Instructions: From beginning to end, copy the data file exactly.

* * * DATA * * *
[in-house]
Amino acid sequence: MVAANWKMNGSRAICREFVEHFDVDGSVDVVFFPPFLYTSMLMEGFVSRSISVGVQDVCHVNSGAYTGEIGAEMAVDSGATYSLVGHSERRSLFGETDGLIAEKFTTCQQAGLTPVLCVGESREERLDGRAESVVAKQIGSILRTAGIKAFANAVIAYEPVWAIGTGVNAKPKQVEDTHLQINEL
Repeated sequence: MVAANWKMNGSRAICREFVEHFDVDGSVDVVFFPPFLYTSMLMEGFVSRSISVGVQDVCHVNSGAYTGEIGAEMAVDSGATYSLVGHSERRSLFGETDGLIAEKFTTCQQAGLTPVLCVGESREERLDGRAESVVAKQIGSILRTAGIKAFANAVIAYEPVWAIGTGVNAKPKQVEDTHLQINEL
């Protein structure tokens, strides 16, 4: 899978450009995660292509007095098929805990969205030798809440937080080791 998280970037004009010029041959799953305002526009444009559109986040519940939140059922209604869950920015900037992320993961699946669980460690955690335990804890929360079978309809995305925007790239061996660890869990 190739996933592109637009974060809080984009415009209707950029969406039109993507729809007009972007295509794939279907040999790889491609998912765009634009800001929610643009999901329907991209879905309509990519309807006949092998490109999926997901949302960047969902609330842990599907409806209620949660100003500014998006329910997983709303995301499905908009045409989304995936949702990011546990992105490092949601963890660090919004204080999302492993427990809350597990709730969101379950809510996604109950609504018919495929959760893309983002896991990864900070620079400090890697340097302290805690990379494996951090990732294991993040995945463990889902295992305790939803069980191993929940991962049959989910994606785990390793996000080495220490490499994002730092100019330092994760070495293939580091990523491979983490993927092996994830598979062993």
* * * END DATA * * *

[in-house]
Amino acid sequence: MVAANWKMNGSRAICREFVEHFDVDGSVDVVFFPPFLYTSMLMEGFVSRSISVGVQDVCHVNSGAYTGEIGAEMAVDSGATYSLVGHSERRSLFGETDGLIAEKFTTCQQAGLTPVLCVGESREERLDGRAESVVAKQIGSILRTAGIKAFANAVIAYEPVWAIGTGVNAKPKQVEDTHLQINEL
Repeated sequence: MVAANWKMNGSRAICREFVEHFDVDGSVDVVFFPPFLYTSMLMEGFVSRSISVGVQDVCHVNSGAYTGEIGAEMAVDSGATYSLVGHSERRSLFGETDGLIAEKFTTCQQAGLTPVLCVGESREERLDGRAESVVAKQIGSILRTAGIKAFANAVIAYEPVWAIGTGVNAKPKQVEDTHLQINEL
């Protein structure tokens, strides 16, 4: 899978450009995660292509007095098929805990969205030798809440937080080791 998280970037004009010029041959799953305002526009444009559109986040519940939140059922209604869950920015900037992320993961699946669980460690955690335990804890929360079978309809995305925007790239061996660890869990 190739996933592109637009974060809080984009415009209707950029969406039109993507729809007009972007295509794939279907040999790889491609998912765009634009800001929610643009999901329907991209879905309509990519309807006949092998490109999926997901949302960047969902609330842990599907409806209620949660100003500014998006329910997983709303995301499905908009045409989304995936949702990011546990992105490092949601963890660090919004204080999302492993427990809350597990709730969101379950809510996604109950609504018919495929959760893309983002896991990864900070620079400090890697340097302290805690990379494996951090990732294991993040995945463990889902295992305790939803069980191993929940991962049959989910994606785990390793996000080495220490490499994002730092100019330092994760070495293939580091990523491979983490993927092996994830598979062993």